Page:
Game Console PCB


RetroChipTester firmware update

The Retro Chip Tester (short: RCT) by Stephan Slabihoud is a chip tester that can test an incredible amount of RAMs, logic chips and other retro components. The good thing is that it is also affordable and fun to assemble.

After I skipped three updates, I thought that a firmware upgrade to the current v0.26 was now overdue. This article is rather meant to be a guide for myself, but maybe you will find it useful as well. It is only about a firmware update though. For an initial setup, you will first have to set the fuses of the ATmega, which is not part of this article.

To perform this update, I used a Fedora Linux with avrdude installed, and a Microchip PICkit 4 (just because I have one at hand). Other programmers will do as well (see the RCT documentation), maybe it's even possible to use a Raspberry Pi for it.

First I connected the PICkit to the ISP connector of the RCT:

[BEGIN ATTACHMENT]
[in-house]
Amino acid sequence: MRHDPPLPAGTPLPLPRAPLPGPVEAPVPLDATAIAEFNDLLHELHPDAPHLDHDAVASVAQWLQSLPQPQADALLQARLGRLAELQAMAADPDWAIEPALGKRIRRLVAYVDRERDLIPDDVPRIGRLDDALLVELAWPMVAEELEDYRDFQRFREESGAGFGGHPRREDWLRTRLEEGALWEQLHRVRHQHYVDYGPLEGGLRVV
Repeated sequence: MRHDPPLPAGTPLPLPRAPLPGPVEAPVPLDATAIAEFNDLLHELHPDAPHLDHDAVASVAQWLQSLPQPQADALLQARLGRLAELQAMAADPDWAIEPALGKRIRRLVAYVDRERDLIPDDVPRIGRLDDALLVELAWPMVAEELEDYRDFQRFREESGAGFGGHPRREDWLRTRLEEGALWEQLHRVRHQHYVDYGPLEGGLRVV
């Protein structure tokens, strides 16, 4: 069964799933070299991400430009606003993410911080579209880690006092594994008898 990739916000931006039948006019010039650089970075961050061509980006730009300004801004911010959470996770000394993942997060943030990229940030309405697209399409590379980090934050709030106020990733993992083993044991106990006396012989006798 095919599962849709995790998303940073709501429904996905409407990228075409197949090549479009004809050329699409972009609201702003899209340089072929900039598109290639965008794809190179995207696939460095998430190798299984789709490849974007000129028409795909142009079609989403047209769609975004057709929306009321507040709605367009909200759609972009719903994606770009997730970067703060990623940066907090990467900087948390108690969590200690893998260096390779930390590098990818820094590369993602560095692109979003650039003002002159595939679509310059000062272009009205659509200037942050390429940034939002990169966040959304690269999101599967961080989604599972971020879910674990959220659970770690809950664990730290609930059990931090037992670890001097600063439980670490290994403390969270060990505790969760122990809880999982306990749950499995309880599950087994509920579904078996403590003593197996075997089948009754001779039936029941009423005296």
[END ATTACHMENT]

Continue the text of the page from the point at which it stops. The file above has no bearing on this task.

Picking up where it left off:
Signal PICkit RCT
(NC) ⯈ 1
VTG 2 2
GND 3 6
MISO 4 1
SCK 5 3
/RESET 6 5
MOSI 7 4
(NC) 8

Please check twice that everything is connected properly, otherwise you can damage your hardware. Also remove an SD-Card reader module (if present), as it will block the ISP port.

According to the documentation, the RCT must not be powered by an external power source and the programmer simultaneously. The VTG line does not provide power though, but is used as a target voltage input by the PICkit. It is still necessary to power the RCT externally (e.g. by USB or by a barrel plug).

I then downloaded the firmware and unpacked the zip file. Now all there was left to do is to change into the directory where the archive was unpacked, and run avrdude:

avrdude -Cavrdude.conf -v -patmega2560 -cpickit4_isp -Pusb -xmode=avr \

(Remember to amend the bottom line to match your firmware version.) If the following error should appear, just run the command again:

avrdude jtag3_open_common() error: PICkit 4 in PIC mode detected
        switching to AVR mode
        please run Avrdude again to continue the session

If the flashing process should fail, you can always fix the problem and do another flash attempt.